Venezuela begins inspections in car assembly plants
The Venezuelan Government is taking actions in an attempt to regulate the price of vehicles
Elvis Amoroso, the lawmaker promoting the bill to regulate car prices, denounced the existence of a black market in the automobile sector that involves car dealers, entrepreneurs, and websites.
Sources close to the sector stated that authorities have conducted regular inspections in car assembly plants and are fully aware of daily operations.
Regarding prices, sources said that they are calculated based on production costs, which are frequently adjusted as they are subject to increases in both salaries -pursuant to labor agreements, and inflation. However, the sources pointed out that the increase in car prices was below the National Consumer Price Index of 2012.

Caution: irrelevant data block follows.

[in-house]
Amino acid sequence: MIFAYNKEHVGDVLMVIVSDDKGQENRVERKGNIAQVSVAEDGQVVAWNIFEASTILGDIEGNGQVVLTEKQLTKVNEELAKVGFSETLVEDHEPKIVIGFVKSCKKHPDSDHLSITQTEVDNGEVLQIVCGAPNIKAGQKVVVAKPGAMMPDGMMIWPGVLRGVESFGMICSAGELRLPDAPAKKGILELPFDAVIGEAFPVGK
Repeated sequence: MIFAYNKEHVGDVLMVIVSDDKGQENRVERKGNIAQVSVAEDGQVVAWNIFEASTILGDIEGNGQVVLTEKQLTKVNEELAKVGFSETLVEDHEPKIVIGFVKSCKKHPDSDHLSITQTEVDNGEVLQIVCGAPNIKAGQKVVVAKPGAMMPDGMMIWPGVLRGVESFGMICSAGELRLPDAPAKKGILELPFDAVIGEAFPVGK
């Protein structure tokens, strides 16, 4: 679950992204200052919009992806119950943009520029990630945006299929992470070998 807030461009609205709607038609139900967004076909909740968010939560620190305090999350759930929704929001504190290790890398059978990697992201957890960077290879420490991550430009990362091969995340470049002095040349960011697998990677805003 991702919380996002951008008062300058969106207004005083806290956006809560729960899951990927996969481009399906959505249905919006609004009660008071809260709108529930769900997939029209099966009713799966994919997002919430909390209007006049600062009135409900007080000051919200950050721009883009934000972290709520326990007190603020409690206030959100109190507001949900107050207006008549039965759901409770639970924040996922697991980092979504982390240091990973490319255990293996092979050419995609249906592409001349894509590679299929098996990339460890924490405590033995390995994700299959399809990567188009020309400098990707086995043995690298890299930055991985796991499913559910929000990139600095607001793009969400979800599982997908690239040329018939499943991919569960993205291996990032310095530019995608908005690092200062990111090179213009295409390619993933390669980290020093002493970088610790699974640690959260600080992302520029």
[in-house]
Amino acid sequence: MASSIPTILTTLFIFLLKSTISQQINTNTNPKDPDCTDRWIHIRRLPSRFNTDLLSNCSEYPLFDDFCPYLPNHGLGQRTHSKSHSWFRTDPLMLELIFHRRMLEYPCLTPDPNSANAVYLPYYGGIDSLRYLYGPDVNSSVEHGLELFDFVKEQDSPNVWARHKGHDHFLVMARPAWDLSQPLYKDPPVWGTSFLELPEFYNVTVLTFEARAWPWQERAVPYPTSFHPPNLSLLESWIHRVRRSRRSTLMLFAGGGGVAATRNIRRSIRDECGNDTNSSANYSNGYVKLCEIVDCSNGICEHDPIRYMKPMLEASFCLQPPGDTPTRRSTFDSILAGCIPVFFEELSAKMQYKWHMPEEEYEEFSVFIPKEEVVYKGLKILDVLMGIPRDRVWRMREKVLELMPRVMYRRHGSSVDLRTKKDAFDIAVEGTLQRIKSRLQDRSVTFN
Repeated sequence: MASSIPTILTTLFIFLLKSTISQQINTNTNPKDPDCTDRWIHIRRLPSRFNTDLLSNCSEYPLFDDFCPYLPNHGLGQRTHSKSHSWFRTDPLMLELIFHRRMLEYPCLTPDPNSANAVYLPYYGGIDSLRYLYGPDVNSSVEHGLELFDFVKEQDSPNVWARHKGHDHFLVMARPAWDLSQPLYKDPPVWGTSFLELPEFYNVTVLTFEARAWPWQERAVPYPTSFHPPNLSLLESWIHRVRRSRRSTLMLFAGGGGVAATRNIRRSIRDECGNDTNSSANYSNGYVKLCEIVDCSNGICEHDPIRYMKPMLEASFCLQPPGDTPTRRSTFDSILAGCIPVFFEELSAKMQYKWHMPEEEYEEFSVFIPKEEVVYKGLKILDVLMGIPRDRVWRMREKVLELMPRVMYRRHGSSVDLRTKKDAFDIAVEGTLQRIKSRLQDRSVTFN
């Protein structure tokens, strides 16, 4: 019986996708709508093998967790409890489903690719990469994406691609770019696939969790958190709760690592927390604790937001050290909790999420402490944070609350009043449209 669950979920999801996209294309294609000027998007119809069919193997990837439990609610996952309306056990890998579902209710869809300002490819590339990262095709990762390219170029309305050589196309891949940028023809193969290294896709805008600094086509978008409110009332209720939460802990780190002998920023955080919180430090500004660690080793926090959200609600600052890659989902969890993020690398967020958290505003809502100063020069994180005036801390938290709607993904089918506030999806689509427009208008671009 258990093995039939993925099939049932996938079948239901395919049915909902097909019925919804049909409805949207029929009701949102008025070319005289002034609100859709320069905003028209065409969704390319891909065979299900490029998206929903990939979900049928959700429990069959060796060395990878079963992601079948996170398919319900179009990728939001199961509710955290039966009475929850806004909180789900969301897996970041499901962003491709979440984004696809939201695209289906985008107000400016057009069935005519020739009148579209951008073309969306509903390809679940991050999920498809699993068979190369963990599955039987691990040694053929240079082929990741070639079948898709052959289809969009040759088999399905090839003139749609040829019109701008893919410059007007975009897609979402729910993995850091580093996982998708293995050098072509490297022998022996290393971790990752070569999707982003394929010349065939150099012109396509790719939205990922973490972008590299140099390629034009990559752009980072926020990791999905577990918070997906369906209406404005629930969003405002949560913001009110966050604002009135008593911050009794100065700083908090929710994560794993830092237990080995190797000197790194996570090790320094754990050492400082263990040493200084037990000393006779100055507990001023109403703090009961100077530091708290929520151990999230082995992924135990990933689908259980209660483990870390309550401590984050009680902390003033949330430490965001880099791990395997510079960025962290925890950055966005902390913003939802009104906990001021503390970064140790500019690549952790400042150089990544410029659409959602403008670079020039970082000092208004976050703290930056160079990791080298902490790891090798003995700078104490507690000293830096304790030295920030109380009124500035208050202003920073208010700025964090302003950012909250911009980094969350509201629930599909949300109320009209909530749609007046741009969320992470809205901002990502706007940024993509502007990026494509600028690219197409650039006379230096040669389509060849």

Translated by Jhean Cabrera
A simple reason: there is oil galore, would suffice to explain Guyana's actions. Another explanation lies in the little or none efforts made by the Venezuelan government to thwart the move by the Guyanese. This is certainly not a new problem, but a problem only recently highlighted because oil is involved. But what other resources does the disputed area hold? For most of us it is a section on the map with black and white stripes on it, a depiction of something distant, alien, a nothingness not worth paying much attention to in geography classes back in elementary school.